Home' Trinidad and Tobago Guardian : May 15th 2014 Contents MAY 2014 • WEEK THREE www.guardian.co.tt BUSINESS GUARDIAN
COMMENTARY | BG13
Winning away busi-
ness from giant
for market posi-
tion can be very
risky for a smaller enterprise, but if you
have the courage and a great idea, it's one
of the most rewarding undertakings an
entrepreneur can embark upon. Your success
won't just involve building a good business,
but will stimulate innovation and encourage
competition, benefitting consumers.
Before you take on a huge company, make
sure that you know exactly what you're up
against. Learn as much as you can about
the sector and how and why your rivals are
able to thrive. Do your market research,
focusing on how your product or service
will be different from other brands' offerings.
After all, if you aren't going to provide some-
thing better, what's the point?
For example, when we launched Virgin
Cola, our decision to compete with Coca-
Cola was described to me as "like having
a bleeding contest with a blood bank." While
our product was good, it wasn't extraordi-
narily superior to Coke's. We performed
well for a while, but once they decided to
put us out of business and flexed their finan-
cial muscle, our sales started dropping.
On the other hand, when we started pro-
moting the high-speed tilting trains that
we had purchased to cut travel times for
passengers on our British rail business Virgin
Trains, it was such an innovative idea that some
people thought we were joking; the railroads were
so old that surely it wasn't possible. But we were
confident that our approach was sound, and it wasn't
long before we had a successful business.
While a truly inventive product or service will go
a long way toward helping you to win the battle,
often that alone isn't enough. Market leaders will
not give up their position without striking back as
hard as they can; they will do whatever is required
to stay on top. The odds will be stacked in their
favour, and they usually have the financial clout to
make things difficult for smaller companies.
This is often the case in aviation. In the '80s, when
we introduced Virgin Atlantic flights from London
to Miami, to challenge Eastern Air Lines, they said
that there was no room for two carriers on that route;
one would disappear. And it wouldn't be Eastern!
There was a price war, and, well, we are still flying
In some industries, your competitors may also
have the assistance of regulations blocking compe-
tition. In such situations, persistence is key. Virgin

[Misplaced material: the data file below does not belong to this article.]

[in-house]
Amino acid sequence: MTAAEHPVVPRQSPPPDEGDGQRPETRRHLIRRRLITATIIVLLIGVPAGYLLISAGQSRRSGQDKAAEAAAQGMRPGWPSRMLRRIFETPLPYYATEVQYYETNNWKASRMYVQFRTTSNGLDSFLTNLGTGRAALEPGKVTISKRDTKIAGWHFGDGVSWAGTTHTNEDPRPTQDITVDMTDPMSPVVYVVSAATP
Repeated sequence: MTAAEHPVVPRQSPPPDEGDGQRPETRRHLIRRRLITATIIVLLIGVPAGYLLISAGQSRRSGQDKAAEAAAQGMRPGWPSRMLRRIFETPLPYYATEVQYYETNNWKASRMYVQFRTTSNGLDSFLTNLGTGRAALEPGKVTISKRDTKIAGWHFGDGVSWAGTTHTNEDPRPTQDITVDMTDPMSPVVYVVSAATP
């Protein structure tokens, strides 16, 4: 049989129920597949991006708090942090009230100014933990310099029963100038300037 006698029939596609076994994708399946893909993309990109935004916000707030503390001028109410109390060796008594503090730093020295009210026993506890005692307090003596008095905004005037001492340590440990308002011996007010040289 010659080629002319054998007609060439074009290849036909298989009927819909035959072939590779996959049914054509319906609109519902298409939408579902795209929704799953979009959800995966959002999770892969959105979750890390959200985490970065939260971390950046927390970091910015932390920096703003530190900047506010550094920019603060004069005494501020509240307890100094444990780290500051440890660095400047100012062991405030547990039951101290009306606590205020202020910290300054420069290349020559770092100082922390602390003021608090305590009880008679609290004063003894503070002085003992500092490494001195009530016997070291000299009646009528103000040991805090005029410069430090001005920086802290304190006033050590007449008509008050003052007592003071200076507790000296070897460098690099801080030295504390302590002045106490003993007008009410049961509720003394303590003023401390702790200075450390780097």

America took a while to get off the ground; literally!
The regulations about foreign ownership in the Amer-
ican airline industry are stringent, and we were
grounded for the first couple of years. Rather than
let ourselves get discouraged, we used that time to
build a passionate, energised team and also to perfect
Through our promotions, customers learned how
innovative Virgin America was; from in-flight Wi-
Fi to touchscreen seatback entertainment for every
guest. By the time we were permitted to take off,
customers were eager to fly with us.
Also, when you are taking on a big competitor and
your company is under extreme pressure, it's a good
idea to have a network of mentors you can call on
Look for people who have real-life experience at
similar challenges. When Virgin Atlantic was locked
in battle with British Airways, I sought out Sir Freddie
Laker, whose airline, Laker Airways, had been put
out of business in comparable circumstances. He was
able to give me invaluable guidance on how to handle
our very difficult situation.
Taking on the establishment is never easy, and
you'll need to overcome obstacles at every turn. Nev-
ertheless, you do have some important advantages.
An innovative product or service that offers people
a better way to solve a problem will get their attention.
Once you have won some business away from the
established market players, they will react, but you'll
find that your small company is naturally nimble in
ways that big corporations can't be. You'll have the
flexibility to act speedily as conditions change, rather
than being hindered by a big bureaucracy that is set
in its ways.
If you and your team do decide to tackle your
industry's Goliath, remember to stick together, remain
persistent when faced with obstacles, and to keep
on innovating. And if you win, don't be complacent
- keep on working as a team, persisting and innovating,
because someday, some little company is going to
come along and challenge you.
Head over to Virgin Disruptors,
http://www.virgin.com/disruptors, to join the debate
around under-inspiration, over-regulation and
whether entrepreneurs have lost the will to innovate.
My opinion? Innovation and entrepreneurial spirit
are more important and stronger than ever.
(Richard Branson is the founder of the Virgin
Group and companies such as Virgin Atlantic,
Virgin America, Virgin Mobile and Virgin Active.
He maintains a blog at www.virgin.com/richard-
branson/blog. You can follow him on Twitter at
twitter.com/richardbranson. To learn more about
the Virgin Group: www.virgin.com.)
(Questions from readers will be answered in
future columns. Please send them to RichardBran-
email@example.com. Please include your name, coun-
try, e-mail address and the name of the Web site
or publication where you read the column.)
Taking on Goliath
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